So I recently started my personal website as a way of getting my projects out in the internet as well as doing some writing about things that interest me, when looking at the options for making a website WordPress was the most popular way to go for, but the hosting that it requires was a little out of my budget, then I came across the option of using GitHub pages as a free hosting service for static websites the only downfall is that it requires a little more technical approach to making a website but me as I like to code and learn new skills I decided to dive in.
If you don’t have much experience with web page development like I do, it can seem to be little hard but with patience and plenty of hours of research I was able to get my website somewhat presentable in about 2 days of work, there is still a lot of work to be done to get it to where I want but it will eventually get there.
One option was to build the website from the ground up using html and css, but through my research I came across website builders specifically Jekyll which it’s a great option with a lot of themes and plug-ins that help you make a great looking website, another popular website builder is Hugo but for some reason or another I went with Jekyll.
After deciding on the website builder I researched free hosting options and got two options to choose from GitHub pages and Netlify, GitHub pages works out of the box with jekyll and it’s a great option with some small limitations like not being able to use plug-ins. Netlify on the other hand has about everything you need for any static website and their free tier offers some great features, Thank you Netlify!.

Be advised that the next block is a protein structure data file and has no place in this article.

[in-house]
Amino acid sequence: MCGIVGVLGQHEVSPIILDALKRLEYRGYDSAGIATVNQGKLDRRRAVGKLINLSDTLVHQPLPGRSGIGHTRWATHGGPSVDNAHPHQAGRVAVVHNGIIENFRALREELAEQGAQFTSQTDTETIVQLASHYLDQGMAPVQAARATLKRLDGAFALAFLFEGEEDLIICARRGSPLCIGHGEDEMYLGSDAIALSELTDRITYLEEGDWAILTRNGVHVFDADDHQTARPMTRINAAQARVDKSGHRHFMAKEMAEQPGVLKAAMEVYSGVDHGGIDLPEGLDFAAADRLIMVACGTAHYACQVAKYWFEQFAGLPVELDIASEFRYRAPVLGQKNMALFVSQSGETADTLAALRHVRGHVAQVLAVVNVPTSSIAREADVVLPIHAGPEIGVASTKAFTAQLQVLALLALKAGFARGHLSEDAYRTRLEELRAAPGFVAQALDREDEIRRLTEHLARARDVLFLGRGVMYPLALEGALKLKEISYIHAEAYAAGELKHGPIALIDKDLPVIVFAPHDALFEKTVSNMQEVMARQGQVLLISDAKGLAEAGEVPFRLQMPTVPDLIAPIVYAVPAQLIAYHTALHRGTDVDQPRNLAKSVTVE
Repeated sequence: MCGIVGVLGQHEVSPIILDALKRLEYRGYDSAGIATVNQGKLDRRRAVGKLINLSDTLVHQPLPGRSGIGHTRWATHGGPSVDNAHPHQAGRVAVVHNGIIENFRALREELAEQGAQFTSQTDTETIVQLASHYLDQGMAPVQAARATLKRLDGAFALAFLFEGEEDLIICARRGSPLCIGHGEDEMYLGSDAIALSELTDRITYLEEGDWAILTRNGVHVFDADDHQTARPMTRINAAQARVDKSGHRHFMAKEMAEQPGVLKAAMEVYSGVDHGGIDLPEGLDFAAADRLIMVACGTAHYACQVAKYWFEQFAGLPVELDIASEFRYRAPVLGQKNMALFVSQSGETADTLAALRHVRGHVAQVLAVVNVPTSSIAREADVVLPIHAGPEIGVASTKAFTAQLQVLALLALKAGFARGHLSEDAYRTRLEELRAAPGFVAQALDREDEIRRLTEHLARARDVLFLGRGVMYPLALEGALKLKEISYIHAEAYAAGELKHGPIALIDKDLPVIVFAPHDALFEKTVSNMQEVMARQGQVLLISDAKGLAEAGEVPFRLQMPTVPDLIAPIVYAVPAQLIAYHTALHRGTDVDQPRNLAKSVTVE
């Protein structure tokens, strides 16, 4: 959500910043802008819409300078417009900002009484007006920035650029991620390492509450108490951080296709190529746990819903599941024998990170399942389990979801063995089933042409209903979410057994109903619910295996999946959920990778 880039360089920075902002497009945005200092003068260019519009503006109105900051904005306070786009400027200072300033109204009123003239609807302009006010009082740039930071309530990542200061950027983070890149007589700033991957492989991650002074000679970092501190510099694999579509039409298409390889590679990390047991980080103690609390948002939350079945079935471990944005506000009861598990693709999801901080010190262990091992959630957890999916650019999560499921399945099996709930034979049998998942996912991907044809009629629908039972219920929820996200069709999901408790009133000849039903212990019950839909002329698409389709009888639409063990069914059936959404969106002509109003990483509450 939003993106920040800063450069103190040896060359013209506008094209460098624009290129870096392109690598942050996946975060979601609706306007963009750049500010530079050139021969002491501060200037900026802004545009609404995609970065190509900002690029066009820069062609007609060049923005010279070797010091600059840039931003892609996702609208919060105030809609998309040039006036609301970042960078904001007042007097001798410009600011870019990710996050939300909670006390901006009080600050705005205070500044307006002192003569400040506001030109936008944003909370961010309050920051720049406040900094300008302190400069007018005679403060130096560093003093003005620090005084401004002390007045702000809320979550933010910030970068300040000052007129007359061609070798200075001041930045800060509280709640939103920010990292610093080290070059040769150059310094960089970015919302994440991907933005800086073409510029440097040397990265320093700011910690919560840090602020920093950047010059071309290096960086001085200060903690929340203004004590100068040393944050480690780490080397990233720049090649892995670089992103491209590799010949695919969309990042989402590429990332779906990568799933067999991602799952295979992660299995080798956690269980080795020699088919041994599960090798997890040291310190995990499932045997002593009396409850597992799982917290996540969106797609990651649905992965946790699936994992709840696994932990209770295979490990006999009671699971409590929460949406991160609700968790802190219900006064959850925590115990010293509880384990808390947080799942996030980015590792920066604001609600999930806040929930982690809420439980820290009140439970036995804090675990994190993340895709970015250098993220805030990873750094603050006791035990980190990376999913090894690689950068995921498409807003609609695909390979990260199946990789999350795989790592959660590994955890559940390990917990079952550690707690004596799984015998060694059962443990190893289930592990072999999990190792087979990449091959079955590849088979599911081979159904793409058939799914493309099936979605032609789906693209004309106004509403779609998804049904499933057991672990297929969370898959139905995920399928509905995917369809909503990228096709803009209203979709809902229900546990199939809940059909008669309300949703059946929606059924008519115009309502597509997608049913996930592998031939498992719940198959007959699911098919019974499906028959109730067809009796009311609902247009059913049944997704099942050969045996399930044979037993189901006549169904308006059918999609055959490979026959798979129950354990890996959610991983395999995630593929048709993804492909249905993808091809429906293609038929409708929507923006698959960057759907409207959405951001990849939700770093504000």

For both hosting instances the deployment files are hosted on a repository on GitHub. The normal work flow of updating the website is the next one:
- Edit or add files in a local repository on my computer.
- Commit the files and push them to GitHub
- Netlify sees the new commit and builds my website.
Once you have your website setup as you like adding new posts is as easy as writing them and pushing them to GitHub.
As my experience goes if I can recommend something to someone just starting with jekyll is to choose a theme with an extensive documentation, I started to test jekyll with a theme with almost no documentations and things broke easily due to me not knowing how to use it. Currently I’m using a theme called minimal mistakes which has great documentation and I can’t tell you enough how much time and frustration that saved me.
As a final touch to bring a more professional look to my website I bought the domain alejandrowurts.com and set it as the custom domain for my website. Netlify does offer a domain but going custom is the way to go in my opinion.
Below you can find a screenshot of the home page of my website as it looks at the time of writing this.
By the way I’m very happy to tell you that this whole post including editing and adding the image was done from my android phone, if you have ever tried to use git from a phone you know is a pain in the ass but with some compromises donde I was able to find a way, more on that on another blog post.
If you got through all this post thank you for doing so and expect more posts about technology making in general as well as the ocasional short travel blog.
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